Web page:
Also, the Argentine Venture Capital and Private Equity Association (ARCAP) creation in 2009 was welcomed by the private equity funds with interests in Argentina, most of which are a party to this Association. The purpose of the Association is to seek solutions to the sector's problems, and to promote venture capital and private equity investments in Argentina.


Private equity investments in Argentina usually target family controlled companies that have grown substantially and that are either in financial distress or facing troubles in the transition of one generation to the other. Successful family-run companies with no financial distress and no transition troubles are seldom willing to surrender equity, and when they do, it is usually upon a tempting offer.

It is very important to obtain some first-hand knowledge of the company structure and rules both formal and informal of its control and of management (the latter being generally intertwined with the controlling family, at least to a certain degree) before even planning the first move. Within this scenario, investors should plan what will be the course of action after the acquisition as regards to management and members of the family involved in the corporate structure, and how to convert the family-controlled business culture into a culture and environment suitable to the standards of the acquiring party.

It is also important to bear in mind that management's practices, performance and legal compliance standards may be lower than those expected by the acquiring party.


  • Start At The End: Plan Your Exit. Even though private equity investors tend to think of IPOs as the main exit, Argentine history indicates that there are not many cases that have ended with IPOs. Therefore, make sure that there shall be realistic alternatives when wishing to exit: enter into a registration rights agreement, but also negotiate put options, tag or drag along provisions (as convenient in each case), and analyze if the relevant market will count with enough strategic buyers when exit is sought. Do not fall into the liquidity trap.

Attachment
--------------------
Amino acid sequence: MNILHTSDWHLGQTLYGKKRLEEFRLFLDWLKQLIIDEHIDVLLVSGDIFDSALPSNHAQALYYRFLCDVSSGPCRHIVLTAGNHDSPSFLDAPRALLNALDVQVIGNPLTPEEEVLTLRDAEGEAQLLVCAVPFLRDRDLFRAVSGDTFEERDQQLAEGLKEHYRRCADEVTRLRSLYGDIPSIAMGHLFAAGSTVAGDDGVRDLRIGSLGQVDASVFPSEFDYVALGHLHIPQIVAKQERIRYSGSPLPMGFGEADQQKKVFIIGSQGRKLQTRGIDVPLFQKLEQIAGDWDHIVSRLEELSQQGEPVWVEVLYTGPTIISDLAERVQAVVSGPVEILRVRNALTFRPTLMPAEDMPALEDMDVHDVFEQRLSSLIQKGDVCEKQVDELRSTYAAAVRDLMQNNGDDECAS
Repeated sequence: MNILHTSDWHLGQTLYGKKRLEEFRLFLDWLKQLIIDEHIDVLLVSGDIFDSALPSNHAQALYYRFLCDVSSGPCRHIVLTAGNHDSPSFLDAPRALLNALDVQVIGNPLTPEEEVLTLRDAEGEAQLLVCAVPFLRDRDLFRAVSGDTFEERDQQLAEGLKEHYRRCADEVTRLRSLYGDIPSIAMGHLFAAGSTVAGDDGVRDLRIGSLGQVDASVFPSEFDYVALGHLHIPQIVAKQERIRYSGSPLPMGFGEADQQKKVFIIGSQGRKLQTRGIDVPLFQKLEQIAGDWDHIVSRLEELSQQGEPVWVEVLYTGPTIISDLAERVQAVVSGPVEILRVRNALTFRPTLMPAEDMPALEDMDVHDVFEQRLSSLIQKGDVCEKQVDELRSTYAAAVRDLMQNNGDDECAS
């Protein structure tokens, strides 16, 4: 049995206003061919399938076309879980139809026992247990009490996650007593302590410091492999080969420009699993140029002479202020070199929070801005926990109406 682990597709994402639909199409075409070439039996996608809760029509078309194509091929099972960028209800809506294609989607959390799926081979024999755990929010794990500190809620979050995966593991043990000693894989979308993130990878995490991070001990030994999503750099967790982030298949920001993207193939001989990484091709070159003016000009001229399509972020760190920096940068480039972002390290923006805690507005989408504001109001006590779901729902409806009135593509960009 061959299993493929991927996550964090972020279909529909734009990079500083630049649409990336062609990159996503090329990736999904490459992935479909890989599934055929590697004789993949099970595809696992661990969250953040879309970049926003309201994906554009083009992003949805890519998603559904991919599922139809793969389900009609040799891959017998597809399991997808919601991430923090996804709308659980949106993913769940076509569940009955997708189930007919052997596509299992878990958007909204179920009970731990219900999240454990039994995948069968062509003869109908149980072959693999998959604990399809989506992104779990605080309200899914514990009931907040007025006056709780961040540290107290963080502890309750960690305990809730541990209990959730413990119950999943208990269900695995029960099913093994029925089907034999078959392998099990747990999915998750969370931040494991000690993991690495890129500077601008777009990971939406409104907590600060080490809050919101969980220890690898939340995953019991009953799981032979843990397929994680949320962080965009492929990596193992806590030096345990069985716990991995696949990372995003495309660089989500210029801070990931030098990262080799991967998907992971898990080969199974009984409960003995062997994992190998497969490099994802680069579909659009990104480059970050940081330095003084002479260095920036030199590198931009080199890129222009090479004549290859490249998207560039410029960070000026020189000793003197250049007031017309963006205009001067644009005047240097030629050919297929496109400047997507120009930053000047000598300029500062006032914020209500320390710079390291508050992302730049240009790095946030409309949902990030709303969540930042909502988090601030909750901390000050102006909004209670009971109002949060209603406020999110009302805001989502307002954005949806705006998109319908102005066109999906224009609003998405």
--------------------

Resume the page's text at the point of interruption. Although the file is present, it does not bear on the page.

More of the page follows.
• Retain Local Counsel With Extensive M&As Expertise. Many legal steps of the transaction will not differ in the essence much from those steps applicable to a U.S. M&As deals, but not counting with local counsel with expertise in the matters that need to be addressed in Argentina could cost you your investment.
  • Perform A Thorough Due-Diligence. Focus mainly on (i) corporate matters (analyze by-laws and verify if the Stock Ledger Book, the Attendance to Shareholders Meetings' Book, the Shareholders Meetings Minutes' Book and the Board Resolutions Minutes' Books have been adequately filled and executed), (ii) adjustment of the financial statements to the situation of the company (check if all the assets and liabilities are adequately reflected in the FS), (iii) tax matters, (iv) labor matters (ask for a list of all employees, with a detail of wages, seniority and positions, also pay particular attention to services agreements, non registered relationships, agreements with key employees, golden parachutes, bonuses payable to management upon the closing of the deal), (v) contract matters (pay particular attention to change of control provisions and to agreements with no specific term or long term and no non-cause termination provisions), (vi) property, including real estate and tangible assets (pay particular attention to mortgages, chattel mortgages and pledges, encumbrances and liens), (vii) trademarks, patents and other industrial property, (viii) court claims and other claims against the company, (ix) compliance with environmental laws (if applicable), (x) compliance with specific legal frameworks applicable to the company's sector, and (xi) conditions precedent to the closing (such as antitrust clearances if applicable to the particular case, and other governmental approvals, also if applicable to the particular case).